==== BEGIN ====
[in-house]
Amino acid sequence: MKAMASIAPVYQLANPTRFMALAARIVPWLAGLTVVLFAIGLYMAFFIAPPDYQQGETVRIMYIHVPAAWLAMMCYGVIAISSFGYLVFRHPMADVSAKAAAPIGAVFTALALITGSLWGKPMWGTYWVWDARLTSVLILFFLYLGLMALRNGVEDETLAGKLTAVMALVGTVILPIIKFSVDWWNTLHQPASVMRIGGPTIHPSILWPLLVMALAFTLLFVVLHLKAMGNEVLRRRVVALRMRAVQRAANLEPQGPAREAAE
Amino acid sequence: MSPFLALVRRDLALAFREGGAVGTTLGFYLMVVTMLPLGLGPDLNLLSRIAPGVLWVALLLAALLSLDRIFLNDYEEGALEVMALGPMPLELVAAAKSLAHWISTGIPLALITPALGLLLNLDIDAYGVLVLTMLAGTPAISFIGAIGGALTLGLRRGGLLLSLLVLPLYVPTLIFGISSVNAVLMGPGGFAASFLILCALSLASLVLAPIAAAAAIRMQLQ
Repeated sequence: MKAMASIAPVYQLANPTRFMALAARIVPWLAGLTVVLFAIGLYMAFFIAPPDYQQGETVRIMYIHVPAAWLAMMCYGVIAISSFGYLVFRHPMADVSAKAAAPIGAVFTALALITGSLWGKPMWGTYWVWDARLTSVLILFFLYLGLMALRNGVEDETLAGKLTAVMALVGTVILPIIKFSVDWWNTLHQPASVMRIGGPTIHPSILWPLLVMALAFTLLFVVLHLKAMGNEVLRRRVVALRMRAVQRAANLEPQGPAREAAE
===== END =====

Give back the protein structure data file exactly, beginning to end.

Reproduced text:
[in-house]
Amino acid sequence: MKAMASIAPVYQLANPTRFMALAARIVPWLAGLTVVLFAIGLYMAFFIAPPDYQQGETVRIMYIHVPAAWLAMMCYGVIAISSFGYLVFRHPMADVSAKAAAPIGAVFTALALITGSLWGKPMWGTYWVWDARLTSVLILFFLYLGLMALRNGVEDETLAGKLTAVMALVGTVILPIIKFSVDWWNTLHQPASVMRIGGPTIHPSILWPLLVMALAFTLLFVVLHLKAMGNEVLRRRVVALRMRAVQRAANLEPQGPAREAAE
Amino acid sequence: MSPFLALVRRDLALAFREGGAVGTTLGFYLMVVTMLPLGLGPDLNLLSRIAPGVLWVALLLAALLSLDRIFLNDYEEGALEVMALGPMPLELVAAAKSLAHWISTGIPLALITPALGLLLNLDIDAYGVLVLTMLAGTPAISFIGAIGGALTLGLRRGGLLLSLLVLPLYVPTLIFGISSVNAVLMGPGGFAASFLILCALSLASLVLAPIAAAAAIRMQLQ
Repeated sequence: MKAMASIAPVYQLANPTRFMALAARIVPWLAGLTVVLFAIGLYMAFFIAPPDYQQGETVRIMYIHVPAAWLAMMCYGVIAISSFGYLVFRHPMADVSAKAAAPIGAVFTALALITGSLWGKPMWGTYWVWDARLTSVLILFFLYLGLMALRNGVEDETLAGKLTAVMALVGTVILPIIKFSVDWWNTLHQPASVMRIGGPTIHPSILWPLLVMALAFTLLFVVLHLKAMGNEVLRRRVVALRMRAVQRAANLEPQGPAREAAE